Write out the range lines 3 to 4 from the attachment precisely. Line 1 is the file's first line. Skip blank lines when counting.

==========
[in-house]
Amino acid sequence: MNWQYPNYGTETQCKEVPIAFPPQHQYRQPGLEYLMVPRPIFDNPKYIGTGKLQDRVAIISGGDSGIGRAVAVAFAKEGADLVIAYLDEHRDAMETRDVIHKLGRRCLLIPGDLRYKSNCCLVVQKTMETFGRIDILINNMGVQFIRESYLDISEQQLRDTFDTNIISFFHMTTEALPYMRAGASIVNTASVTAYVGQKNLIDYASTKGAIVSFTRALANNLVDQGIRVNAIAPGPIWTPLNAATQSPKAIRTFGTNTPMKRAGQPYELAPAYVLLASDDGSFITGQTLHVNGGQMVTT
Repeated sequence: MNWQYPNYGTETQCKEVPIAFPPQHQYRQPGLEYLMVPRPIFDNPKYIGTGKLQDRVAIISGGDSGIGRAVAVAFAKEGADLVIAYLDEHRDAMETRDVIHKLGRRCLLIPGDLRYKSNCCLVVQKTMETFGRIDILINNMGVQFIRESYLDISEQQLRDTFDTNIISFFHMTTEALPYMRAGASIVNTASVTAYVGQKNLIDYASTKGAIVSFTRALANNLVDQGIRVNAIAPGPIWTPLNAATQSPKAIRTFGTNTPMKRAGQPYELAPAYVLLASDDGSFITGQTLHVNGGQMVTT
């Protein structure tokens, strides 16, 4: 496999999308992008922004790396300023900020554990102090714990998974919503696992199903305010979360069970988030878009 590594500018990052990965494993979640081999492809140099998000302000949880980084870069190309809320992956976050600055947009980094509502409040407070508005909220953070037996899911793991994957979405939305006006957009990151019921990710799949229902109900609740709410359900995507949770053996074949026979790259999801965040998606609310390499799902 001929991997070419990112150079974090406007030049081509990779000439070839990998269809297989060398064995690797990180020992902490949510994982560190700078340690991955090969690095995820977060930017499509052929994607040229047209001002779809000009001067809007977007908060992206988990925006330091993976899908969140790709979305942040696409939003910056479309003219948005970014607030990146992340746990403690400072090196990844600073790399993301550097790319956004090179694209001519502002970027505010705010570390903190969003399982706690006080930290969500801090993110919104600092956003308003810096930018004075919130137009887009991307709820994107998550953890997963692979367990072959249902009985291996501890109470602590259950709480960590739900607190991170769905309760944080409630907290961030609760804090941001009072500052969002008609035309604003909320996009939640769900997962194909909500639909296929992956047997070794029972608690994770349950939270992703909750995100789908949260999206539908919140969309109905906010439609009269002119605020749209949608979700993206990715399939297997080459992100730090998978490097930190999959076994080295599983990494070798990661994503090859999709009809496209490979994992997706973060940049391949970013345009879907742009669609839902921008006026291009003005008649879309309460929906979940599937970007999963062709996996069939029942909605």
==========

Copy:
Repeated sequence: MNWQYPNYGTETQCKEVPIAFPPQHQYRQPGLEYLMVPRPIFDNPKYIGTGKLQDRVAIISGGDSGIGRAVAVAFAKEGADLVIAYLDEHRDAMETRDVIHKLGRRCLLIPGDLRYKSNCCLVVQKTMETFGRIDILINNMGVQFIRESYLDISEQQLRDTFDTNIISFFHMTTEALPYMRAGASIVNTASVTAYVGQKNLIDYASTKGAIVSFTRALANNLVDQGIRVNAIAPGPIWTPLNAATQSPKAIRTFGTNTPMKRAGQPYELAPAYVLLASDDGSFITGQTLHVNGGQMVTT
């Protein structure tokens, strides 16, 4: 496999999308992008922004790396300023900020554990102090714990998974919503696992199903305010979360069970988030878009 590594500018990052990965494993979640081999492809140099998000302000949880980084870069190309809320992956976050600055947009980094509502409040407070508005909220953070037996899911793991994957979405939305006006957009990151019921990710799949229902109900609740709410359900995507949770053996074949026979790259999801965040998606609310390499799902 001929991997070419990112150079974090406007030049081509990779000439070839990998269809297989060398064995690797990180020992902490949510994982560190700078340690991955090969690095995820977060930017499509052929994607040229047209001002779809000009001067809007977007908060992206988990925006330091993976899908969140790709979305942040696409939003910056479309003219948005970014607030990146992340746990403690400072090196990844600073790399993301550097790319956004090179694209001519502002970027505010705010570390903190969003399982706690006080930290969500801090993110919104600092956003308003810096930018004075919130137009887009991307709820994107998550953890997963692979367990072959249902009985291996501890109470602590259950709480960590739900607190991170769905309760944080409630907290961030609760804090941001009072500052969002008609035309604003909320996009939640769900997962194909909500639909296929992956047997070794029972608690994770349950939270992703909750995100789908949260999206539908919140969309109905906010439609009269002119605020749209949608979700993206990715399939297997080459992100730090998978490097930190999959076994080295599983990494070798990661994503090859999709009809496209490979994992997706973060940049391949970013345009879907742009669609839902921008006026291009003005008649879309309460929906979940599937970007999963062709996996069939029942909605």